Monday, October 01, 2007

What's In A Name?


Archippe (?)
I always wondered what the heck certain names meant in Ancient Greek. After all, so many of the names are similar. Thanks to a website I found last week (http://www.behindthename.com/), I now have an idea of what some of those names mean. Here are a few of them:

Themistocles: "Glory of the Law." From the words "law" (themis) and "glory" (kleos). Awesome, especially since in my story he bends, twists, stretches and flat out breaks the law to get what he wants.


Cleisthenes: "Glorious Strength." From the words "glory" (kleos) and "sthenos" (strength)
Interesting. In my story Themistocles was inspired to be a politician after witnessing Cleisthenes turn Athens into a democracy.

Aristides: "The Best Kind." From the words "best" (aristos) and "kind" (eidos). This name fits the man, since he was also known as "The Just."

Xerxes: "King of Heroes/Ruler Over Heroes." From the Persian name Khshayarsha. An impressive name, though according to ancient (and biased) sources Xerxes is less heroic than eccentric...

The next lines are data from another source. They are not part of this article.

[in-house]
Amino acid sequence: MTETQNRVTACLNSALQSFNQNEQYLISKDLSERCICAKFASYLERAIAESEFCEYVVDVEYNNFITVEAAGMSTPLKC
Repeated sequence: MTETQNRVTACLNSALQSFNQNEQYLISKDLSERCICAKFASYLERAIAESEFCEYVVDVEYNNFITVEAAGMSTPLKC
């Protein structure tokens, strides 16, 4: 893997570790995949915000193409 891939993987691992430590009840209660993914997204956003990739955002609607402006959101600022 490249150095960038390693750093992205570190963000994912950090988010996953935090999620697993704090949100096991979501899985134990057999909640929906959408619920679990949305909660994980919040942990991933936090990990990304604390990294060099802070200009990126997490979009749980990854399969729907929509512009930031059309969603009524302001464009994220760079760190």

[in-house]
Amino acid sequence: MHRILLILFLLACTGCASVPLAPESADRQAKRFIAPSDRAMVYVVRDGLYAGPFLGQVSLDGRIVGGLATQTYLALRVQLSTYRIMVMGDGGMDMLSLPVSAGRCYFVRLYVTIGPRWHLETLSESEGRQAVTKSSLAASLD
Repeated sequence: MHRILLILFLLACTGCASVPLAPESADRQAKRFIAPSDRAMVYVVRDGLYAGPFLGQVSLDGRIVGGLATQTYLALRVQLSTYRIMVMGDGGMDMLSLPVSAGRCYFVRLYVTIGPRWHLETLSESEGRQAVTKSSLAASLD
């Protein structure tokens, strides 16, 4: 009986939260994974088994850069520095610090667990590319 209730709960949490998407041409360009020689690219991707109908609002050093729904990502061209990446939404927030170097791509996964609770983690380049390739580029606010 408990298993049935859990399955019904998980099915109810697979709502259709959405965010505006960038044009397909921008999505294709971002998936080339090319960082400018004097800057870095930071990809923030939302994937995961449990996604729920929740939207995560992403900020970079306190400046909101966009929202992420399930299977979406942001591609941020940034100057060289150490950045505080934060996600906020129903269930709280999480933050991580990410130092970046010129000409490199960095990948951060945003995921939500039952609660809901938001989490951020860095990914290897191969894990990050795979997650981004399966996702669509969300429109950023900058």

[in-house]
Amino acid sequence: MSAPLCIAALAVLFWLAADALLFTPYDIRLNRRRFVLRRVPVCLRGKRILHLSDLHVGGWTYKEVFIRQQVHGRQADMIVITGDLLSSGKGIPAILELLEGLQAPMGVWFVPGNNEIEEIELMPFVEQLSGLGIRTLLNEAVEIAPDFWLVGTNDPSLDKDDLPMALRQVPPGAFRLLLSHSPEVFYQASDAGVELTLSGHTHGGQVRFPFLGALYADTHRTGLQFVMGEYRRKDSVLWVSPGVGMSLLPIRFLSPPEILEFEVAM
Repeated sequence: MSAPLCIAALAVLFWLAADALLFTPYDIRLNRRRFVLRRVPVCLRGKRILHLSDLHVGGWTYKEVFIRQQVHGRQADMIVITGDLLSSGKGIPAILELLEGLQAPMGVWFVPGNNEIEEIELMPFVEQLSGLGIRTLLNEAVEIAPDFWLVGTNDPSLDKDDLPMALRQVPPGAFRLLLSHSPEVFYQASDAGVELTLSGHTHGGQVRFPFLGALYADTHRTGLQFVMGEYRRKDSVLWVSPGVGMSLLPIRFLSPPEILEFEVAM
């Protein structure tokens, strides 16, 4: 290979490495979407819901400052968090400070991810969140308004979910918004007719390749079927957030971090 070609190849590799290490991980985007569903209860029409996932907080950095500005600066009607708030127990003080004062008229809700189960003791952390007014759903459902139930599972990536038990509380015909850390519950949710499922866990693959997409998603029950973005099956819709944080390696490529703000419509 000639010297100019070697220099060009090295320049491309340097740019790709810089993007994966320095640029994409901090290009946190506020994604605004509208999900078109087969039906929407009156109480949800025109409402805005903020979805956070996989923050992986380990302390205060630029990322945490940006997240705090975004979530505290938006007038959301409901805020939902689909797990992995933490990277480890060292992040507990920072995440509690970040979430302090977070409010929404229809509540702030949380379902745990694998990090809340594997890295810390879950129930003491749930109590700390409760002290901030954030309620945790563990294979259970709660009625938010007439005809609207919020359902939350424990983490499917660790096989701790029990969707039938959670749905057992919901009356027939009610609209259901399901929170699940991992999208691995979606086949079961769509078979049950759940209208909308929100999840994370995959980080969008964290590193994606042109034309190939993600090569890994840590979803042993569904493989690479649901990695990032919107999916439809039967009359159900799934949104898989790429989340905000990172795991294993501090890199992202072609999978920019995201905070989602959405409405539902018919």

Darius: "Possessor/possessing of Good." From the Persian name Dârayavahush. A very good name for a very shrewd man who managed to grab power in the wake in a coup. He managed to win battles and win over his rivals at the same time.

Leonidas: "Lion." Perfect name for a Spartan king who was brave enough to make a last stand at Thermopylae.

Archippe: "Master of Horses (?") Possibly a feminine form of Archippos. From the words "master" (archos) and horse (hippos). Archippe is the daughter of an illustrious Athenian so the name is perfect for advertising her blue blood.
Gorgo: "Gorgon." An unusual name for a girl, but perhaps not for a Spartan. Queen Gorgo may have had a male relative with the same or similar name.

Demaratus: "Hoped for by the people." It was this hope that was both the salvation and bane of the Eurypontid throne...

Sadly I still can't find the meaning of the following names:

Pausanias
Cleombrotus
Cleomenes
Artabanus
Artapharnes
Cimon/Kimon
Dieneces
Leotychidas
Mardonius

If anyone knows what --menes means, or Cleo--let me know. Oh. And Meghan means "great." Great...

4 comments:

Carla said...

Doesn't "Cleo" mean "glory"?

Megumi said...

I'm just not sure. I know cleos/kleos does (maybe kleo is singular? no idea)

Wynn Bexton said...

I should know and I can try and find out as I have Greek dictionaries here. This was an interesting post and I shall look up that site myself!

Wynn Bexton said...

There are a still a lot of Greeks who use those ancient names. I knew a shepherd in the village named Themistocles and a gypsy friend from Sparta named Telemachos.
"Glory" in Greek is "doxa" (according to my dictionary)